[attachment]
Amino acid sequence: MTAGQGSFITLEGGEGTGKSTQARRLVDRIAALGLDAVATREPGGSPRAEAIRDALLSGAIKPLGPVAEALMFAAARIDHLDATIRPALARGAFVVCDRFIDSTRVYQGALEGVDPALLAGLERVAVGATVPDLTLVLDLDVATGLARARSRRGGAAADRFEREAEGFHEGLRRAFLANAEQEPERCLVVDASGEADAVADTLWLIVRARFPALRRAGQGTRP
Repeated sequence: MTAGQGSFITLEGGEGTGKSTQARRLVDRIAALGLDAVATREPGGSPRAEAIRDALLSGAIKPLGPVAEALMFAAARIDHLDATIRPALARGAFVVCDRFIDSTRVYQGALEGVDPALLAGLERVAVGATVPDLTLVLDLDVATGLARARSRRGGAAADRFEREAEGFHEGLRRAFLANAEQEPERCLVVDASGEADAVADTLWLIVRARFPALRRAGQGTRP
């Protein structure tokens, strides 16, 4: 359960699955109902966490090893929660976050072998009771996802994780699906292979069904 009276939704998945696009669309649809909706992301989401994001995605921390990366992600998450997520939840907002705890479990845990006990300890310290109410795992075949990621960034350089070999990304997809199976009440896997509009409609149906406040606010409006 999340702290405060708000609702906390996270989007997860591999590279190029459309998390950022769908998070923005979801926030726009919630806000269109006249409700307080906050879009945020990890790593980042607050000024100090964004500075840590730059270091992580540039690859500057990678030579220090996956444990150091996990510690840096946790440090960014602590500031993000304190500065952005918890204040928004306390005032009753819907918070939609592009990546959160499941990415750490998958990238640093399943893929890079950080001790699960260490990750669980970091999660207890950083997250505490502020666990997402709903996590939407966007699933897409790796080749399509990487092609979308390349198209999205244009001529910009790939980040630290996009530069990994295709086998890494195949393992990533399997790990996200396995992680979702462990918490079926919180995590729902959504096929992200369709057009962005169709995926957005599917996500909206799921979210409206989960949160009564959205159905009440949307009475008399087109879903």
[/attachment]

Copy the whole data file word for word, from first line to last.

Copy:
Amino acid sequence: MTAGQGSFITLEGGEGTGKSTQARRLVDRIAALGLDAVATREPGGSPRAEAIRDALLSGAIKPLGPVAEALMFAAARIDHLDATIRPALARGAFVVCDRFIDSTRVYQGALEGVDPALLAGLERVAVGATVPDLTLVLDLDVATGLARARSRRGGAAADRFEREAEGFHEGLRRAFLANAEQEPERCLVVDASGEADAVADTLWLIVRARFPALRRAGQGTRP
Repeated sequence: MTAGQGSFITLEGGEGTGKSTQARRLVDRIAALGLDAVATREPGGSPRAEAIRDALLSGAIKPLGPVAEALMFAAARIDHLDATIRPALARGAFVVCDRFIDSTRVYQGALEGVDPALLAGLERVAVGATVPDLTLVLDLDVATGLARARSRRGGAAADRFEREAEGFHEGLRRAFLANAEQEPERCLVVDASGEADAVADTLWLIVRARFPALRRAGQGTRP
């Protein structure tokens, strides 16, 4: 359960699955109902966490090893929660976050072998009771996802994780699906292979069904 009276939704998945696009669309649809909706992301989401994001995605921390990366992600998450997520939840907002705890479990845990006990300890310290109410795992075949990621960034350089070999990304997809199976009440896997509009409609149906406040606010409006 999340702290405060708000609702906390996270989007997860591999590279190029459309998390950022769908998070923005979801926030726009919630806000269109006249409700307080906050879009945020990890790593980042607050000024100090964004500075840590730059270091992580540039690859500057990678030579220090996956444990150091996990510690840096946790440090960014602590500031993000304190500065952005918890204040928004306390005032009753819907918070939609592009990546959160499941990415750490998958990238640093399943893929890079950080001790699960260490990750669980970091999660207890950083997250505490502020666990997402709903996590939407966007699933897409790796080749399509990487092609979308390349198209999205244009001529910009790939980040630290996009530069990994295709086998890494195949393992990533399997790990996200396995992680979702462990918490079926919180995590729902959504096929992200369709057009962005169709995926957005599917996500909206799921979210409206989960949160009564959205159905009440949307009475008399087109879903």